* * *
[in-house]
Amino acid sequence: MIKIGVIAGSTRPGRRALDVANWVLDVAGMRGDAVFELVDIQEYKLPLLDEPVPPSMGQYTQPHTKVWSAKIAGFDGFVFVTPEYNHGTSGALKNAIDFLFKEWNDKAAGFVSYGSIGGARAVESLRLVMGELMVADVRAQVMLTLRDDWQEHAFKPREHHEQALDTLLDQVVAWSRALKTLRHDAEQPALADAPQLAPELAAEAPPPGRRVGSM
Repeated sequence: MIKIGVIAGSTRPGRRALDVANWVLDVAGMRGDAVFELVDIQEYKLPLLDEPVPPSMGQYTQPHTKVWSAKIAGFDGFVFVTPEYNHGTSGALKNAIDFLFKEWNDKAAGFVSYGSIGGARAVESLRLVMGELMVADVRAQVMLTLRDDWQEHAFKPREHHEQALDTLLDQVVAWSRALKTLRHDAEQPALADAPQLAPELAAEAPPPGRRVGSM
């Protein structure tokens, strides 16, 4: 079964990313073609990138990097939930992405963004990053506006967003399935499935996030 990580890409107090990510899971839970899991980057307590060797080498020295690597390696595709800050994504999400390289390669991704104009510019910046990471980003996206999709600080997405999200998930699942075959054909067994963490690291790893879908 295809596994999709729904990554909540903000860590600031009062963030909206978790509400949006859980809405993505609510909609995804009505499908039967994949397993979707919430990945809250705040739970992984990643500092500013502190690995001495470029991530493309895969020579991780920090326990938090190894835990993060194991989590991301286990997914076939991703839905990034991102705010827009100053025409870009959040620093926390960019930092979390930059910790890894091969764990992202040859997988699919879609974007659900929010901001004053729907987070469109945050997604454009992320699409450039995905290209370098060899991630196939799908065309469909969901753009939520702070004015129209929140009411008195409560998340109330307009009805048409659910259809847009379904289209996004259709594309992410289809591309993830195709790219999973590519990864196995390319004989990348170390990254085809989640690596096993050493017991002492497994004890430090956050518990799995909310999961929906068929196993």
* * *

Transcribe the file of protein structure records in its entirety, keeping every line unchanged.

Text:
[in-house]
Amino acid sequence: MIKIGVIAGSTRPGRRALDVANWVLDVAGMRGDAVFELVDIQEYKLPLLDEPVPPSMGQYTQPHTKVWSAKIAGFDGFVFVTPEYNHGTSGALKNAIDFLFKEWNDKAAGFVSYGSIGGARAVESLRLVMGELMVADVRAQVMLTLRDDWQEHAFKPREHHEQALDTLLDQVVAWSRALKTLRHDAEQPALADAPQLAPELAAEAPPPGRRVGSM
Repeated sequence: MIKIGVIAGSTRPGRRALDVANWVLDVAGMRGDAVFELVDIQEYKLPLLDEPVPPSMGQYTQPHTKVWSAKIAGFDGFVFVTPEYNHGTSGALKNAIDFLFKEWNDKAAGFVSYGSIGGARAVESLRLVMGELMVADVRAQVMLTLRDDWQEHAFKPREHHEQALDTLLDQVVAWSRALKTLRHDAEQPALADAPQLAPELAAEAPPPGRRVGSM
């Protein structure tokens, strides 16, 4: 079964990313073609990138990097939930992405963004990053506006967003399935499935996030 990580890409107090990510899971839970899991980057307590060797080498020295690597390696595709800050994504999400390289390669991704104009510019910046990471980003996206999709600080997405999200998930699942075959054909067994963490690291790893879908 295809596994999709729904990554909540903000860590600031009062963030909206978790509400949006859980809405993505609510909609995804009505499908039967994949397993979707919430990945809250705040739970992984990643500092500013502190690995001495470029991530493309895969020579991780920090326990938090190894835990993060194991989590991301286990997914076939991703839905990034991102705010827009100053025409870009959040620093926390960019930092979390930059910790890894091969764990992202040859997988699919879609974007659900929010901001004053729907987070469109945050997604454009992320699409450039995905290209370098060899991630196939799908065309469909969901753009939520702070004015129209929140009411008195409560998340109330307009009805048409659910259809847009379904289209996004259709594309992410289809591309993830195709790219999973590519990864196995390319004989990348170390990254085809989640690596096993050493017991002492497994004890430090956050518990799995909310999961929906068929196993």